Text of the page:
Our readers are also interested in how-to stories about working with specific types of lapidary material, building their own lapidary equipment, display cases, and prospecting equipment, putting together competition displays, cleaning and preserving specimens, and so on.
Submit a photo and a 400-word description to our Lapidary of the Month Contest.
Details at www.rockngem.com or on page 8 of every issue.
Rock & Gem accepts projects of all levels of difficulty, from easy to challenging. Our main concern is that you are able to clearly communicate instructions that will allow the reader to understand the steps and successfully finish the project. Most of our contributors are amateur writers, so don’t worry–you’re in good company!
How-to word length ranges from 800 to 1,000 words. Use as many words as it takes to explain the project clearly; some projects take more, some fewer. The same principle applies to photographs. Do not refer to your photos within your text, as not all of them will be selected to run.
Provide a sidebar that lists the tools and materials needed for your project so the reader can assemble everything before beginning work.
Provide a sharp, well-lit, close-up, color photo of each important step of the project and several shots of the finished item. Do not submit blurry, dark or grainy photo or photos with an unnatural tint.
Our artists need a selection of photos from which to choose. The rule of thumb is eight to 15 photos. Quality photos are sometimes used on the magazine’s cover.
Black-and-white line drawings are also acceptable as illustrations. They must be high- resolution printouts that have not been folded for mailing or .tif or .jpg files that are 200 dpi at their largest intended size (4” by 5”).
If the reader can’t visualize a step from reading your explanation, the photo and its accompanying caption will hopefully make it clear. Type a full-sentence caption for each photo (see Tips for Writing Good Captions, p. 4) at the end of your manuscript or in a separate file. Submissions without adequate captions will be rejected.
These guidelines are intended as a supplement to the general Rock & Gem writers’ guidelines (pp. 1-2). All requirements in the guidelines apply.
Easy Article Idea:
Consult our editorial calendar and write a project that ties in with a monthly theme (gold, opal, etc.)
TIPS FOR WRITING GOOD CAPTIONS
A picture may be worth a thousand words, but a good caption is worth its weight in gold. Photos are a critical element of your Rock & Gem submission, and it is equally important that you provide adequate captions for them. In fact, poor captions can cause your manuscript to be rejected.
Rock & Gem’s caption style is to use informative full sentences that tell the reader more than he could see by looking at the photo. You cannot leave it up to the editor to write your captions. Only you know why you took the photos you did, so only you can explain what is relevant about them.
Here are some tips to help you write acceptable captions that will draw readers into your story:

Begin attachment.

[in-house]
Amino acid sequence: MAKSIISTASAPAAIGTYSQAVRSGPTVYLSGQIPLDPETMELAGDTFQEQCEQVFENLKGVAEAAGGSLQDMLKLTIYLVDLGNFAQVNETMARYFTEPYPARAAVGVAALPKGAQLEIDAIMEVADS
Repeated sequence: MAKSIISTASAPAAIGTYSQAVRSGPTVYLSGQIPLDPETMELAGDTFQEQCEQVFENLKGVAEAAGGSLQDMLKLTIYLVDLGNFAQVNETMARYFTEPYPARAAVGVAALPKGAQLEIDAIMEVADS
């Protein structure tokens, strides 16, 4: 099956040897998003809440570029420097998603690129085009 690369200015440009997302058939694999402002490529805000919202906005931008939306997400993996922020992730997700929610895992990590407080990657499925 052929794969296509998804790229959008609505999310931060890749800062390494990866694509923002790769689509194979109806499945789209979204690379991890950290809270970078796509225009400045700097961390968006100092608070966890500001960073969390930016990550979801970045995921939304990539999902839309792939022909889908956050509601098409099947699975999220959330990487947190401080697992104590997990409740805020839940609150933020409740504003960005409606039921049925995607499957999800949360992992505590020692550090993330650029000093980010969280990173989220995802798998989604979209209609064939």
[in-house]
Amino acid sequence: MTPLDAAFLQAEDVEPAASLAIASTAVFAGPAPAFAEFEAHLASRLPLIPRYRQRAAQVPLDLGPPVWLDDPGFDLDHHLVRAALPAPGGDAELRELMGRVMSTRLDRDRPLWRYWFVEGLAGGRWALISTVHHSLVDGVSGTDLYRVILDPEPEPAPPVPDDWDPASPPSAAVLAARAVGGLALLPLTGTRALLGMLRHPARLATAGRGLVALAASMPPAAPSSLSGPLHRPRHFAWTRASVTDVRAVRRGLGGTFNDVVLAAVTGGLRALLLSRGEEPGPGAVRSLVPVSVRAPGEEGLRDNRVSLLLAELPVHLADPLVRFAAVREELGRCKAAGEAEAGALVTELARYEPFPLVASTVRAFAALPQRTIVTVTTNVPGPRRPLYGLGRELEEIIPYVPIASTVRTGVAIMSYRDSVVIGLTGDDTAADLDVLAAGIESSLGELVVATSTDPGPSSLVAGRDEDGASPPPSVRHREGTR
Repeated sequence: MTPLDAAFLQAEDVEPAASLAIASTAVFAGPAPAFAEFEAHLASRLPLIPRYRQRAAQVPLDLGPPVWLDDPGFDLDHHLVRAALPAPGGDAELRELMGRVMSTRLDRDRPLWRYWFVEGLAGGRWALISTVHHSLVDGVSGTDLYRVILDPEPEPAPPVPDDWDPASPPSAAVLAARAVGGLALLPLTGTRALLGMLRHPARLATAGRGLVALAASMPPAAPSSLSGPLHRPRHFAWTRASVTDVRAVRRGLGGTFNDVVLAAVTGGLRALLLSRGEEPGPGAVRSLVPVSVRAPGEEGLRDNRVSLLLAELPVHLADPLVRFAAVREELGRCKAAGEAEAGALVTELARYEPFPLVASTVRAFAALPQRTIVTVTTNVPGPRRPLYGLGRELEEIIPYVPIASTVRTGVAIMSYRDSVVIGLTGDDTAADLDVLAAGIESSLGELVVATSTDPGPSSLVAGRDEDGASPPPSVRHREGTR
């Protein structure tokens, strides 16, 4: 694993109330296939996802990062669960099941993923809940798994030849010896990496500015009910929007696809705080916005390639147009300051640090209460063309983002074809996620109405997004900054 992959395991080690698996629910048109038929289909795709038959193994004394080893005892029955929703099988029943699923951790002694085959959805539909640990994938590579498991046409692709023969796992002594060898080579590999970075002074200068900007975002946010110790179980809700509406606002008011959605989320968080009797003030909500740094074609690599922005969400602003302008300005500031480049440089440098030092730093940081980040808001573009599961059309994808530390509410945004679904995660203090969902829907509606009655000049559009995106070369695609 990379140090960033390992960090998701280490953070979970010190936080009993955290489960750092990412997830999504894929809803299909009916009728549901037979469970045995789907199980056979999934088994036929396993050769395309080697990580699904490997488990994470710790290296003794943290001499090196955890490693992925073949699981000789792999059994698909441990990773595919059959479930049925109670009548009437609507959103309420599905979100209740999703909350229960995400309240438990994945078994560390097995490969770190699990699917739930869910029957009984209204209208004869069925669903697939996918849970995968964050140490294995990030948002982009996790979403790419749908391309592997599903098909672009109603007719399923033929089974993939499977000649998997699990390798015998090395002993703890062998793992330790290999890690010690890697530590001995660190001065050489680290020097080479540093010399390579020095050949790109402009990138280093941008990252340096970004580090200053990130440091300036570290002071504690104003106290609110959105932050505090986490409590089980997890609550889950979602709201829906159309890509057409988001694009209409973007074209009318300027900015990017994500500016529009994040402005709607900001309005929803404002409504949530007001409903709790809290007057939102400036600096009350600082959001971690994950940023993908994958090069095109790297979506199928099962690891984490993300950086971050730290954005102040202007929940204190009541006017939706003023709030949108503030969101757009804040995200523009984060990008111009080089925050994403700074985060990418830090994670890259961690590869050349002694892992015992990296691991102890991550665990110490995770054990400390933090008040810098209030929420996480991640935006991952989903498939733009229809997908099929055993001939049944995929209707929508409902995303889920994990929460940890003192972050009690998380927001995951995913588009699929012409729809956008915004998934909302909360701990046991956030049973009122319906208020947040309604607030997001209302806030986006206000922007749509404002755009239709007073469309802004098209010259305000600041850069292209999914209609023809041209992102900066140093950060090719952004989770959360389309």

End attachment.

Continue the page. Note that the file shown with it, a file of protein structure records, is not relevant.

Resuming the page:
Captions must be meaningful full sentences, not merely identification. Your captions should help the reader understand why your photos are relevant to your article. It is not enough to identify a specimen and give its dimensions. Use captions to more fully explain an aspect of the article.
The minerals are the important thing. As much as you and your friends and relatives like being identified in a photo caption, remember that the minerals are the important thing to the reader. What would you want to know if you were the reader? Put that information in your captions.
Captions should explain how your photos relate to your article. If you have trouble writing an original sentence for a caption, find a sentence in your article that relates to the photo and copy it to your caption file. It’s that easy to write good captions! If you can’t find any text in your article that relates to your photos, you probably need to take new photos.
This works for how-to stories, as well. Just copy the text that describes the step pictured, condense it a little, and paste it into your caption file. You can also use the caption to further explain the step.
- Poor: Two hand samples of ricolite
- Good: Ricolite is a unique banded serpentine with intricate green banding.
- Poor: David Rogers shaking a sapphire screen
- Good: Shaking the material in the screen causes the heavy sapphires to concentrate at the bottom.
- Poor: Drill hole in bezel
- Good: Using a carbide drill bit, make a hole in the bottom of the setting to allow light to pass through the gemstone.
- Poor: Six-inch emerald crystal
- Good: Chromium ions give this 6-inch emerald crystal its deep green color.
- Poor: The finished “S” element
- Good: Twist a circle into the end of the wire, then form the S shape by stretching the wire across your index finger.
- Poor: The author digging gems at the rocks at the Pitt mine.
- Good: The decomposed shale is easily broken apart with a pick so the crystals can be removed.
These are very generic examples, but as the expert on your topic, you can include specific information that our rockhound readers will want to know. For more examples of Rock & Gem’s caption style, pick up any copy of the magazine. Read the captions and copy the style.
Please remember the following when writing captions:
- Captions must be typewritten; handwritten captions are not acceptable. Type your captions at the end of your article or in a separate file on your CD or memory stick.
- Number your color prints to match your captions; use filenames to match captions to digital photos.
- Give a separate caption for each photo, even if several photos are similar.